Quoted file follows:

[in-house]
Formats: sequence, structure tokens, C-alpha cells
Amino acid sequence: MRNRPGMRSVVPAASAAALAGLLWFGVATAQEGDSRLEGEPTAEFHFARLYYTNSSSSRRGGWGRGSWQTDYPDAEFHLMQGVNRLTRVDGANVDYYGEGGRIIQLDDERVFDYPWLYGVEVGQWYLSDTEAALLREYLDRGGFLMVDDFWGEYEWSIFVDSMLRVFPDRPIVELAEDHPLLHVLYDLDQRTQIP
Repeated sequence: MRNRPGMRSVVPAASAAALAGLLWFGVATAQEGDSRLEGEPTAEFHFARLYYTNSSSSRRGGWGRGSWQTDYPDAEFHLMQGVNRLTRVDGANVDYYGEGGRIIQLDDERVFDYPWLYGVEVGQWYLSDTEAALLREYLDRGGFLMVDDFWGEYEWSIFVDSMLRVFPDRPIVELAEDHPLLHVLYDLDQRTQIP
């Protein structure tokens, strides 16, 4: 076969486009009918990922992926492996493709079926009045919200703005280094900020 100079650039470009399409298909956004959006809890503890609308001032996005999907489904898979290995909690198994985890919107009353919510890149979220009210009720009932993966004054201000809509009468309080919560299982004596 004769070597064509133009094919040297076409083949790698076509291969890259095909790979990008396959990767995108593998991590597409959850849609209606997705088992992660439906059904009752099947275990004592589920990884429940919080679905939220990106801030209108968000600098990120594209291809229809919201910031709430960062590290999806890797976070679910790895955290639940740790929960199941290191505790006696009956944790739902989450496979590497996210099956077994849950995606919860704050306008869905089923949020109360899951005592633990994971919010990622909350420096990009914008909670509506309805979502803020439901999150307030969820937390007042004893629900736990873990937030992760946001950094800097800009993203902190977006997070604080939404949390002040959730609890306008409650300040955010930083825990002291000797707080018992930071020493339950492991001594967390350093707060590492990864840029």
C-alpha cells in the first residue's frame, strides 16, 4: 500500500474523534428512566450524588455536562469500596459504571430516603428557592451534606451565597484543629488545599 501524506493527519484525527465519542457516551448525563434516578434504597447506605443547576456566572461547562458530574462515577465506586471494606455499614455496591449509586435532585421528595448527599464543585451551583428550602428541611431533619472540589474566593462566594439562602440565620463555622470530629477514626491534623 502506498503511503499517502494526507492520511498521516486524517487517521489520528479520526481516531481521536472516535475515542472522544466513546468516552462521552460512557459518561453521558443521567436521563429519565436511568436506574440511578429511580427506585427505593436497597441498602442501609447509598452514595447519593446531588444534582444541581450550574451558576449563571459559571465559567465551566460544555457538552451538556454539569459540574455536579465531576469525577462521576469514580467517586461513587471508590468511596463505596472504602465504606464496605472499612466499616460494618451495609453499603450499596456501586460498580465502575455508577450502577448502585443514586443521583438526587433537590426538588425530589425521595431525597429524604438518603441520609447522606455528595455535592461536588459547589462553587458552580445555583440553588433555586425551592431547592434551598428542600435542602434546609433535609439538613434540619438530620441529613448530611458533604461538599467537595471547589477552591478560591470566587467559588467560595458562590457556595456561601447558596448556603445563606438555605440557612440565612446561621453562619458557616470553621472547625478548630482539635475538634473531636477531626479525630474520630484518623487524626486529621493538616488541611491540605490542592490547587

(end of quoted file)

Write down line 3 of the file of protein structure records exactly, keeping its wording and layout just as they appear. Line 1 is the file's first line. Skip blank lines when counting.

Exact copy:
Amino acid sequence: MRNRPGMRSVVPAASAAALAGLLWFGVATAQEGDSRLEGEPTAEFHFARLYYTNSSSSRRGGWGRGSWQTDYPDAEFHLMQGVNRLTRVDGANVDYYGEGGRIIQLDDERVFDYPWLYGVEVGQWYLSDTEAALLREYLDRGGFLMVDDFWGEYEWSIFVDSMLRVFPDRPIVELAEDHPLLHVLYDLDQRTQIP